Way back in the Third Century B.C.E., the Greek mathematician and geographer Eratosthenes proposed lines running north to south and east to west as a way of precisely locating where one is on the earth.
A hundred years or so later, Hipparchus, another Greek mathematician and astronomer took Eratosthenes work a step further. He was the first to call Eratothenes’ grid, latitude and longitude and created trigonometry as a way to measure the orbits of the sun and the moon. His long list of other mathematical “inventions” and his lunar and solar theories led to his being inducted to the International Space Hall of Fame in 2004.
Latitude are imaginary circles that run horizontally around the world. Zero latitude is the equator. The father north or south from the Equator, the higher one’s latitude. The letter N or S is used to designate north or south latitudes, i.e. 18 degrees, 15 minutes, 32 seconds North (18o, 15’, 32”N).
The imaginary lines that run north and south are known as longitude. For example, go east toward France from Great Britain and the digits are followed by the letter E for East. Go west into the Atlantic and it is referred to as West longitude. East or West longitude increases to 180 degrees that is the International Date Line.
Today, the Prime Meridian, or zero degrees longitude runs through the Royal Observatory in Greenwich in the U.K. However, it wasn’t always the Prime Meridian.
As the dominant sea power and sea faring nation, the Brits created the Royal Observatory in 1851 and declared the Prime Meridian ran through the observatory’s grounds. Up until this point, there was no standard and many countries claimed that zero longitude ran through their country.
By the late 1880s, two thirds of the worlds ship captains and owners used the British base prime meridian as the standard. In 1884, U.S. President Chester A. Arthur convened the International Meridian Conference that designated the Prime Meridian or Zero Longitude to be the one that ran through the Royal Observatory. It took until 1911 before the French gave up their claim that the Prime Meridian ran through Paris.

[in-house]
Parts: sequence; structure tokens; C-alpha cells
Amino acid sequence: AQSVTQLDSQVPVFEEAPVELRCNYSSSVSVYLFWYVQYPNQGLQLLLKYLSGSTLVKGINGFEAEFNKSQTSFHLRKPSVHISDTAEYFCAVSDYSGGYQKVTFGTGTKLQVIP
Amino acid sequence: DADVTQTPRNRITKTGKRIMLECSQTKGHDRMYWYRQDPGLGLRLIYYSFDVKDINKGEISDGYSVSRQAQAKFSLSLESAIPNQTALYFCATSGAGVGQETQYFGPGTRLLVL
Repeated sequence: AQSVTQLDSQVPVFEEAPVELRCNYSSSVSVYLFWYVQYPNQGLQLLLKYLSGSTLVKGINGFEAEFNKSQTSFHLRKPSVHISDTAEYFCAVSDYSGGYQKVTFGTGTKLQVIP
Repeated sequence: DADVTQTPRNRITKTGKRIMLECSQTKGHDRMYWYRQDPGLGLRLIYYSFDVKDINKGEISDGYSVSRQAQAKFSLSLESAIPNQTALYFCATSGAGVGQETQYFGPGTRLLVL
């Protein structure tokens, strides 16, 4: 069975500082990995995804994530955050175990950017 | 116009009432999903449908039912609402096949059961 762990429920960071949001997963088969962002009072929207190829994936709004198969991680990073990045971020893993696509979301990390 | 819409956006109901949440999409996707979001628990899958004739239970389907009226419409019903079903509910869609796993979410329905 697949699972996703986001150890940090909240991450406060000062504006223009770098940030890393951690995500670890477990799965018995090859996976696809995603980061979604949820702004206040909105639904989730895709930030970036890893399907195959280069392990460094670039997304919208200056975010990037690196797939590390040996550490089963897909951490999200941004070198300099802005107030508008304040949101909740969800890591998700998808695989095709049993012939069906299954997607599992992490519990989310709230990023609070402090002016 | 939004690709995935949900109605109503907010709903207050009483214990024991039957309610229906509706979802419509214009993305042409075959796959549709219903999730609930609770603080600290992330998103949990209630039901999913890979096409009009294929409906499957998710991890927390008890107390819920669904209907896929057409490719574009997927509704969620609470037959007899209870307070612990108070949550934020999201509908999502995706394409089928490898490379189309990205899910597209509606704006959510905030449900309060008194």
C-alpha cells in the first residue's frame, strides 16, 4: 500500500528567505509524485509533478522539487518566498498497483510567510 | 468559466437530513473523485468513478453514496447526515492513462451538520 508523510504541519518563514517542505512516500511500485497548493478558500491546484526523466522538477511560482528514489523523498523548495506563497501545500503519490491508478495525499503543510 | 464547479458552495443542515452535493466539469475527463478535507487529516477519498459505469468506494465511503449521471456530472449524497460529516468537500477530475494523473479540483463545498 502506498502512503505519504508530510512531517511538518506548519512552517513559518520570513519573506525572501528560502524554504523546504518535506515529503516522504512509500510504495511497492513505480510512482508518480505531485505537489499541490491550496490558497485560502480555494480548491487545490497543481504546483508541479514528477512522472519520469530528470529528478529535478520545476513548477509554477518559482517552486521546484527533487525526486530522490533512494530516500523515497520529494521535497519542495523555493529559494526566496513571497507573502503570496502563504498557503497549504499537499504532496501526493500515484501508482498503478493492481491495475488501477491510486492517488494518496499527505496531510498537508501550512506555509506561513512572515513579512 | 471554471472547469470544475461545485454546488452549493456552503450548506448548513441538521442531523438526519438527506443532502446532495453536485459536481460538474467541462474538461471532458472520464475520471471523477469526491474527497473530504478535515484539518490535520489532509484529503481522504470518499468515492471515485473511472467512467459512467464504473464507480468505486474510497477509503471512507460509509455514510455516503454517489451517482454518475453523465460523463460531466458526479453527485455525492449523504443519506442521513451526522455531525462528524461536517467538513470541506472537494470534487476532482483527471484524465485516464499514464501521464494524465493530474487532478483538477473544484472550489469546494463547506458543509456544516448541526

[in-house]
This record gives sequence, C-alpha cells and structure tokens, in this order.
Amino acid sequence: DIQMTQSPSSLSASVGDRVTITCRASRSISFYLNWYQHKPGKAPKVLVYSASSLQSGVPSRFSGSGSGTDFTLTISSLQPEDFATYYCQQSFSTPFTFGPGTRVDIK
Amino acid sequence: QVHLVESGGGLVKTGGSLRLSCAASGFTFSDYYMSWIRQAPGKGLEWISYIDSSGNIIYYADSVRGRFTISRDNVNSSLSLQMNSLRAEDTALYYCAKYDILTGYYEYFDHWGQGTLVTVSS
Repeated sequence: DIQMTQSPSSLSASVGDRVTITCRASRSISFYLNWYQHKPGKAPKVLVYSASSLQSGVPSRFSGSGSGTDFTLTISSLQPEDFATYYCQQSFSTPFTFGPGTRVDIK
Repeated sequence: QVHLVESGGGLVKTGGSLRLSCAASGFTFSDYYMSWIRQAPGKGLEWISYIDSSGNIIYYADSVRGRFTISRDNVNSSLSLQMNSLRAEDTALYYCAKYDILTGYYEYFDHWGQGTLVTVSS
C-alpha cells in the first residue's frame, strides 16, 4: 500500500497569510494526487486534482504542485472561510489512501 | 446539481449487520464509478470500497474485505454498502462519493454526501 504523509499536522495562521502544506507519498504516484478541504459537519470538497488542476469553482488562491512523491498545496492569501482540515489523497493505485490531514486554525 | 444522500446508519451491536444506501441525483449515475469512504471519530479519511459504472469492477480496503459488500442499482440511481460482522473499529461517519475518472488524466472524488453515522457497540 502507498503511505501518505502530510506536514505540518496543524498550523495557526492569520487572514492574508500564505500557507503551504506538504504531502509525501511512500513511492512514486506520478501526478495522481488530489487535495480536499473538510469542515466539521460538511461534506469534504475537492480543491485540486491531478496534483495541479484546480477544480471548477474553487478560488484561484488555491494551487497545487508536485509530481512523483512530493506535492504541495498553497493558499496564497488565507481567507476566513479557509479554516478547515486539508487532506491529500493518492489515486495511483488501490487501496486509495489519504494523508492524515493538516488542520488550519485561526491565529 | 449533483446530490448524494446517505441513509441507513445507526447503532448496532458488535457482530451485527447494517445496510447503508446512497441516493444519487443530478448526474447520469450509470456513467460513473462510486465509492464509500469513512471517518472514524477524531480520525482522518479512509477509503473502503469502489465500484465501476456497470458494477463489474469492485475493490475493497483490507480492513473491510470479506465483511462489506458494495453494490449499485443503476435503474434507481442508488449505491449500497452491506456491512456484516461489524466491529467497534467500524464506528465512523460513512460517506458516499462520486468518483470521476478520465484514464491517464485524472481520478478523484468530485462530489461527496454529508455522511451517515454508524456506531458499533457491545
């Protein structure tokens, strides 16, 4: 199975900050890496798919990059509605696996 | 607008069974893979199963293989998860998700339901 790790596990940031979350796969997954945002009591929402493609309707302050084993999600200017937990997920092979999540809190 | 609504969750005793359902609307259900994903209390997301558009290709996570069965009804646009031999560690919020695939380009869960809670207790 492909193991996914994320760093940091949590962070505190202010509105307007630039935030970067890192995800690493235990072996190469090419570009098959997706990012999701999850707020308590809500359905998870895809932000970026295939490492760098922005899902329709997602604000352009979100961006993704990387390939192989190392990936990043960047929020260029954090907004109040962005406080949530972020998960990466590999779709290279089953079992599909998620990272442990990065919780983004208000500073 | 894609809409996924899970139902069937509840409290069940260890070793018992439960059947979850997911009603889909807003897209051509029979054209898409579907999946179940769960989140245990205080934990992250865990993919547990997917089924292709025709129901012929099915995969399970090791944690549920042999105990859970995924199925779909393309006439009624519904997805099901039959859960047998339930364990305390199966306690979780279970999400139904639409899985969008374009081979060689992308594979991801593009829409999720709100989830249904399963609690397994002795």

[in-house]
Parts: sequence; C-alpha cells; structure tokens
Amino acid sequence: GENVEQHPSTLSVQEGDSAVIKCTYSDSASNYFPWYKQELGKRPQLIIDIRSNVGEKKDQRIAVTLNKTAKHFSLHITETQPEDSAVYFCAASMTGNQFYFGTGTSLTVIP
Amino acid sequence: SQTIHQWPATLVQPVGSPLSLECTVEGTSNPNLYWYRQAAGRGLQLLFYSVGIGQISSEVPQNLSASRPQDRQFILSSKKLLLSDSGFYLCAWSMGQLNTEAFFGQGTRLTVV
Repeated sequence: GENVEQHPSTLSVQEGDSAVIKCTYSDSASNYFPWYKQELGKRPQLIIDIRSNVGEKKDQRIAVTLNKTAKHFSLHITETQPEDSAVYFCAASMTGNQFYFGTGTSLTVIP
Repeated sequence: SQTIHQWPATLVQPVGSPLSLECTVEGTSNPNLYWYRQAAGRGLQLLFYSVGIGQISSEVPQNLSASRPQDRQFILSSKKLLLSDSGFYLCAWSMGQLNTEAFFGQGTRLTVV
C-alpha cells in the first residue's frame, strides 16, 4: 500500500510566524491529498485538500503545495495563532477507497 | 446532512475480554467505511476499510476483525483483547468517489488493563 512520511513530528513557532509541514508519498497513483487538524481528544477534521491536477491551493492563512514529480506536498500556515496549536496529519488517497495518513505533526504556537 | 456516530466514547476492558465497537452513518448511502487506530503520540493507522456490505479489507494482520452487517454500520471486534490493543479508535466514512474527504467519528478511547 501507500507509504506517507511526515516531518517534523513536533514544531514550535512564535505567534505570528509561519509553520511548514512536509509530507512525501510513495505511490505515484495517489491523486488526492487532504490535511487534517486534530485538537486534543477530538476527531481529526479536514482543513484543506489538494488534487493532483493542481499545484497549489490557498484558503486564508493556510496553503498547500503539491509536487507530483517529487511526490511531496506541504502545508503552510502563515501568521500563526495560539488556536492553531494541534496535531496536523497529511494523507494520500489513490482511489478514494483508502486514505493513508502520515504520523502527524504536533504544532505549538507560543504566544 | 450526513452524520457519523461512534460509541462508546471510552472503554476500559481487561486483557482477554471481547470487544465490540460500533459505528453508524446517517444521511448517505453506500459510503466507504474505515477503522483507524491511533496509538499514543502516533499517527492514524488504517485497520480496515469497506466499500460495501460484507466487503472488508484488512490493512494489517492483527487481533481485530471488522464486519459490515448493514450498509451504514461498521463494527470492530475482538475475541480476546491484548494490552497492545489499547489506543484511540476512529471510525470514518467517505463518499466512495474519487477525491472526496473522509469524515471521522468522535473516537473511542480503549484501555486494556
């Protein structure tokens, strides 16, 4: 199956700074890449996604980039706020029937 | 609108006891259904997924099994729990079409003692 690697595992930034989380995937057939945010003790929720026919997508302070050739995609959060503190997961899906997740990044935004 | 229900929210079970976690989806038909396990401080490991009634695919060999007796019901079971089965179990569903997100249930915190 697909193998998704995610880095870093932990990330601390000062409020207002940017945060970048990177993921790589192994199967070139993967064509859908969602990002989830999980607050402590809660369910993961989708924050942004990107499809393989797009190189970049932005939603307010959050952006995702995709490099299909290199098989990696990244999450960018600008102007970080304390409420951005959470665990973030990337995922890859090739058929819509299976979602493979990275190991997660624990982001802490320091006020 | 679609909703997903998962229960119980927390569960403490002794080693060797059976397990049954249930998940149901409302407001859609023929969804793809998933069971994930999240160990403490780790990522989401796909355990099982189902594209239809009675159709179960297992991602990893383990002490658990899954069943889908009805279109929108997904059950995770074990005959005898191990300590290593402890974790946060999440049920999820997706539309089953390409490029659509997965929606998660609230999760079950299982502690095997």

Another 19th Century invention, the railroad led to another innovation, Greenwich Mean Time. Trains ran on regular schedules that were measured in hours and minutes, not days, weeks or months. Countries were struggling with timetables, i.e. noon in London wasn’t always the same as noon in Manchester. In the U.S. there were over 100 standards that varied b as much as three hours.
The size of North America led a Canadian by the name of Sir Stanford Fleming to propose time zones. His worldwide system was adopted by most U.S. railroads in 1883 and another output of the International Meridian Conference was the adoption of 24 time zones around the world.
By 1895, most of the U.S. states had adopted the time zone concept. However, it took the Standard Time Zone Act of 1918 to require all states to adopt the time zones we know to day. By 1929, all the countries in the world adopted Fleming’s system.